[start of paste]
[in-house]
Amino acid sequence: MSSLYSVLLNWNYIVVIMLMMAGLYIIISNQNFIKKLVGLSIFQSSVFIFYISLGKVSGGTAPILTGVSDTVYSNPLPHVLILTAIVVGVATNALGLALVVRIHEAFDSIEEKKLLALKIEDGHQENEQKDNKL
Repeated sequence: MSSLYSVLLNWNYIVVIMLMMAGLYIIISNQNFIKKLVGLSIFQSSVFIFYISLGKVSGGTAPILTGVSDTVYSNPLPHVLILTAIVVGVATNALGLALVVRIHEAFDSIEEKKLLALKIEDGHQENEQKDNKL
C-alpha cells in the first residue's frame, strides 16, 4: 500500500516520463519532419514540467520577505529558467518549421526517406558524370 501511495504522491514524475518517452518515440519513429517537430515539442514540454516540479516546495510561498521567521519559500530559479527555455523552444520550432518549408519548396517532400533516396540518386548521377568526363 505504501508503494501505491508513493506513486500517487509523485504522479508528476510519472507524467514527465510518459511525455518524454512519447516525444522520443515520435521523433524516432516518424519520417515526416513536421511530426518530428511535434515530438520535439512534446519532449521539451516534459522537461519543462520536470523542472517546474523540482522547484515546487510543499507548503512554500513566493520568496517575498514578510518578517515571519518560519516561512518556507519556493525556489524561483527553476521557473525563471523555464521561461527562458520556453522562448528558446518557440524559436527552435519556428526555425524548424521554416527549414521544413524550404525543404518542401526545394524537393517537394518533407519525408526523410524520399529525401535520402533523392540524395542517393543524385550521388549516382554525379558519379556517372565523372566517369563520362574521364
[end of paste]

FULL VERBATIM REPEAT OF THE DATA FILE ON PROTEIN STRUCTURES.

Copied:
[in-house]
Amino acid sequence: MSSLYSVLLNWNYIVVIMLMMAGLYIIISNQNFIKKLVGLSIFQSSVFIFYISLGKVSGGTAPILTGVSDTVYSNPLPHVLILTAIVVGVATNALGLALVVRIHEAFDSIEEKKLLALKIEDGHQENEQKDNKL
Repeated sequence: MSSLYSVLLNWNYIVVIMLMMAGLYIIISNQNFIKKLVGLSIFQSSVFIFYISLGKVSGGTAPILTGVSDTVYSNPLPHVLILTAIVVGVATNALGLALVVRIHEAFDSIEEKKLLALKIEDGHQENEQKDNKL
C-alpha cells in the first residue's frame, strides 16, 4: 500500500516520463519532419514540467520577505529558467518549421526517406558524370 501511495504522491514524475518517452518515440519513429517537430515539442514540454516540479516546495510561498521567521519559500530559479527555455523552444520550432518549408519548396517532400533516396540518386548521377568526363 505504501508503494501505491508513493506513486500517487509523485504522479508528476510519472507524467514527465510518459511525455518524454512519447516525444522520443515520435521523433524516432516518424519520417515526416513536421511530426518530428511535434515530438520535439512534446519532449521539451516534459522537461519543462520536470523542472517546474523540482522547484515546487510543499507548503512554500513566493520568496517575498514578510518578517515571519518560519516561512518556507519556493525556489524561483527553476521557473525563471523555464521561461527562458520556453522562448528558446518557440524559436527552435519556428526555425524548424521554416527549414521544413524550404525543404518542401526545394524537393517537394518533407519525408526523410524520399529525401535520402533523392540524395542517393543524385550521388549516382554525379558519379556517372565523372566517369563520362574521364